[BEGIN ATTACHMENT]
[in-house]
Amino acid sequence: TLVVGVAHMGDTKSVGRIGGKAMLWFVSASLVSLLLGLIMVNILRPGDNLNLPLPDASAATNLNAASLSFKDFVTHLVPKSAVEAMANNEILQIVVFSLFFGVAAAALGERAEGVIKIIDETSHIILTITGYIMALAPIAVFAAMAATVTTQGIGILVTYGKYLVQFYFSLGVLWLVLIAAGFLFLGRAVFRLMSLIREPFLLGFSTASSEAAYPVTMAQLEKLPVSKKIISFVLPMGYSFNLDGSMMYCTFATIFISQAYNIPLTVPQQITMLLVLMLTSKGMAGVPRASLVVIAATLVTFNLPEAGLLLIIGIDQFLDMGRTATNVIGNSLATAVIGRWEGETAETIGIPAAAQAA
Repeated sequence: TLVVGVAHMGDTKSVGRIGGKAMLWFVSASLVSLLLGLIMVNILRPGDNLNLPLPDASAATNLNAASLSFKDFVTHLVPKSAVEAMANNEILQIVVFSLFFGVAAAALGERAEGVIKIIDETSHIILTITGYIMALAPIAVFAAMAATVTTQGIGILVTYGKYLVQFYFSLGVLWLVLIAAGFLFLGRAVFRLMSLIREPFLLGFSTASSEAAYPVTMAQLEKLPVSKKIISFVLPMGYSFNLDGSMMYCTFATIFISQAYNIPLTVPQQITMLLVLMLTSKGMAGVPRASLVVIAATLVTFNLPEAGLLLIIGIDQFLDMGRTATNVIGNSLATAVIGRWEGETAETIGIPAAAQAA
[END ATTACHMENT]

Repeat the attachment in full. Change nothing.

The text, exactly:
[in-house]
Amino acid sequence: TLVVGVAHMGDTKSVGRIGGKAMLWFVSASLVSLLLGLIMVNILRPGDNLNLPLPDASAATNLNAASLSFKDFVTHLVPKSAVEAMANNEILQIVVFSLFFGVAAAALGERAEGVIKIIDETSHIILTITGYIMALAPIAVFAAMAATVTTQGIGILVTYGKYLVQFYFSLGVLWLVLIAAGFLFLGRAVFRLMSLIREPFLLGFSTASSEAAYPVTMAQLEKLPVSKKIISFVLPMGYSFNLDGSMMYCTFATIFISQAYNIPLTVPQQITMLLVLMLTSKGMAGVPRASLVVIAATLVTFNLPEAGLLLIIGIDQFLDMGRTATNVIGNSLATAVIGRWEGETAETIGIPAAAQAA
Repeated sequence: TLVVGVAHMGDTKSVGRIGGKAMLWFVSASLVSLLLGLIMVNILRPGDNLNLPLPDASAATNLNAASLSFKDFVTHLVPKSAVEAMANNEILQIVVFSLFFGVAAAALGERAEGVIKIIDETSHIILTITGYIMALAPIAVFAAMAATVTTQGIGILVTYGKYLVQFYFSLGVLWLVLIAAGFLFLGRAVFRLMSLIREPFLLGFSTASSEAAYPVTMAQLEKLPVSKKIISFVLPMGYSFNLDGSMMYCTFATIFISQAYNIPLTVPQQITMLLVLMLTSKGMAGVPRASLVVIAATLVTFNLPEAGLLLIIGIDQFLDMGRTATNVIGNSLATAVIGRWEGETAETIGIPAAAQAA